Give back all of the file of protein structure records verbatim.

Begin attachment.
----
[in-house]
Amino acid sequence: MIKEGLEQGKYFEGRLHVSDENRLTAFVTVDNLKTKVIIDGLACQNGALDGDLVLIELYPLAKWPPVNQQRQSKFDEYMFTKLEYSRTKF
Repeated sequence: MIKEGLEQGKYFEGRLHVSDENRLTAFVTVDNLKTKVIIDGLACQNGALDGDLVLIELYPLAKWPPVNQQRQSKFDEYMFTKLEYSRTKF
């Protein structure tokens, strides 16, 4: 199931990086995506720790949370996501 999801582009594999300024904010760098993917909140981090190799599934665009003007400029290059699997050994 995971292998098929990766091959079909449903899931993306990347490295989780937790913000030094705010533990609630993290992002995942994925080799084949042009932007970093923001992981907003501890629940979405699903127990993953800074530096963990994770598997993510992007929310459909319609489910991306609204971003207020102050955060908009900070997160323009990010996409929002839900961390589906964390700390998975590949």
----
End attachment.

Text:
[in-house]
Amino acid sequence: MIKEGLEQGKYFEGRLHVSDENRLTAFVTVDNLKTKVIIDGLACQNGALDGDLVLIELYPLAKWPPVNQQRQSKFDEYMFTKLEYSRTKF
Repeated sequence: MIKEGLEQGKYFEGRLHVSDENRLTAFVTVDNLKTKVIIDGLACQNGALDGDLVLIELYPLAKWPPVNQQRQSKFDEYMFTKLEYSRTKF
């Protein structure tokens, strides 16, 4: 199931990086995506720790949370996501 999801582009594999300024904010760098993917909140981090190799599934665009003007400029290059699997050994 995971292998098929990766091959079909449903899931993306990347490295989780937790913000030094705010533990609630993290992002995942994925080799084949042009932007970093923001992981907003501890629940979405699903127990993953800074530096963990994770598997993510992007929310459909319609489910991306609204971003207020102050955060908009900070997160323009990010996409929002839900961390589906964390700390998975590949």